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Blood splat preview.png

Blood is a fluid and contaminant found in the bodies of most living creatures. The preferred fluid of Armok, it serves as a vital part of those who possess it; losing it tends to be invariably fatal to most things which have it.

Blood men are creatures made out of blood, and vampires require it to satiate their thirst needs.

Dealing with blood[edit]

Troll blood. Known to vampires as "off brand".
Ground smeared in blood, coming straight from the source. ASCII mode.

Much like other contaminants, blood tends to spread everywhere Bug:296. Dwarves walking on tiles with a blood smear will spread it to the next tile, where it will form a spattering of blood, then a smear, which is why bloody areas tend to grow quickly above ground when heavily trafficked.

Blood smears located indoors will automatically be cleaned by passing dwarves, while those located outdoors will remain there until cleaned by some external factor like rain. Allocating bloody indoor underground areas as a meeting area seems to increase their cleaning priority, and they will get cleaned pretty quickly if you have enough idle workers. It is possible to remove blood from a soil floor by building a dirt road on it.

Brooks and similar sources of water replicate any blood that falls on their tiles, resulting in an endlessly-growing carpet of blood. This can be dealt with by covering the offending brook tiles with walls or floors. It is better to forbid an area with blood in above ground areas as rain will randomly clear tiles where it touches it. To be rid of blood splatters on a rough wall, designating the splattered area to be smoothed will make it disappear.

An option in the game settings permits disabling the spreading of contaminants, including blood.

Obtaining blood[edit]

Beyond the obvious method of injuring creatures, barrels full of blood can be brought with a dwarven expedition upon embark, and bought from dwarven and human civilizations during trading. Barrels of blood possess no use beyond being trade goods (making buying them redundant at best and a waste of dwarfbucks at worst, unless you are using it as a currency). Player-controlled dwarves are not able to create blood barrels.

Selecting blood inside a barrel for dumping does not empty the barrel. Using the workaround for dumping liquids from lye buckets works - view the contents of the barrel, select the blood and forbid or dump it. Alternatively, forbid/dump the blood from the stocks screen in 'liquids' then order the barrel to be brought for trading at the depot.

As with all other contaminants, blood created from injured creatures can't be used for anything (beyond morbid decoration) except smeared blood from a vampire, as drinking vampiric blood will turn the person into a vampire themselves.

Assorted blood types[edit]

Not all creatures have the same dark red blood that most do:

Inorganic creatures such as the bronze colossus, the magma man and the amethyst man don't have blood, including particular organics, such as sponges and their variants, similarly for some types of undead (skeletons or animated skin).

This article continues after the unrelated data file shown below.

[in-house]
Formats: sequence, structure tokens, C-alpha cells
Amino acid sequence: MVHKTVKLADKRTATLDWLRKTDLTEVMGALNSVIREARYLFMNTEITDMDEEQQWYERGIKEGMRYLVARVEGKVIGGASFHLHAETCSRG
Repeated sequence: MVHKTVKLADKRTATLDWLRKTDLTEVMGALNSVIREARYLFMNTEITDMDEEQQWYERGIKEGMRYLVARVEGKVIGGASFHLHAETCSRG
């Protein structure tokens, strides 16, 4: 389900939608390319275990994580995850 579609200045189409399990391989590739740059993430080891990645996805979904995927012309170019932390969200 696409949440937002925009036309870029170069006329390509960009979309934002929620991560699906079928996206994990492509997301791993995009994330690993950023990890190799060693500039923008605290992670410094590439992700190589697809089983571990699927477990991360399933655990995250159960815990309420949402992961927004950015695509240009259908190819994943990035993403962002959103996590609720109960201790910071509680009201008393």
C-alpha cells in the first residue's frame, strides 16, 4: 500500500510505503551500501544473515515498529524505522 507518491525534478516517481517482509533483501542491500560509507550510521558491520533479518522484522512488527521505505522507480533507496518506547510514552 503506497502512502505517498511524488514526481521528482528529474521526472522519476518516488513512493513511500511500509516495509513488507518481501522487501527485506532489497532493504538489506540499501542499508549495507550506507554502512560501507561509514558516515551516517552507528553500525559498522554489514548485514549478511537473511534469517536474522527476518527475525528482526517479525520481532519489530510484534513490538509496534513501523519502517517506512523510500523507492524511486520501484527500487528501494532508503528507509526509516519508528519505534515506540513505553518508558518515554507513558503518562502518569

Some creatures, when injured, may leave residue like a normal creature would bleed, but not actual blood. For example, a titan made out of salt may leave piles of salt where it was injured.

Blood in combat[edit]

"Blood" in other Languages Books-aj.svg aj ashton 01.svg
Dwarven: nazush
Elvish: cameda
Goblin: ogom
Human: cadem

Blood makes a significant impact during combat. A strike which causes damage to major arteries can open them, leading the creature to begin bleeding out rapidly. Without any treatment, the wound may eventually cause the creature to die of blood loss, even if it isn't struck down by any other means. This is especially important in adventurer mode, where the impact of blood loss is more noticeable on an individual level. This type of death is common with creatures who get their limbs severed from their bodies.

Most syndromes are contracted when the poison enters the victim's blood. Certain sicknesses (such as iron man cough) include coughing or vomiting blood as symptoms, which may lead to bleeding damage on the afflicted individual. These are usually not fatal, but may lead to the person being left vulnerable in the face of danger. Certain creatures will suck the blood out of their victims upon landing a bite attack (such as female mosquitos, leeches and nightwings). This is largely irrelevant with vermin (who can't interact with other creatures anyway), but may be a problem when dealing with their savage humanoid/giant counterparts.

Creatures with no blood pose a greater challenge to kill as they can't die of blood loss, and they will continue to fight no matter how much damage they suffer to whatever it is they're made of. Giant sponges were particularly famous for this.

More: GemsMetalsStones
BloodBoneCartilageCheeseChitinEggFatFeatherHair (WoolYarn) • HoofHornIchorLeatherMilkMeatNailNervous tissueOrgansParchmentPearlScaleShellSilkSkinSpitSweatTallowTearsToothWax
Fiber (PaperSlurry) • FlowerFruitLeafOil • Plant powders (DyeFlourSugar) • Seed (Press cake) • Wood
AmberAshCoralFilthFuelGlassGrimeIceLyeMagmaMudPearlashPotashSaltUnknown substanceVomitWater
See also: Material science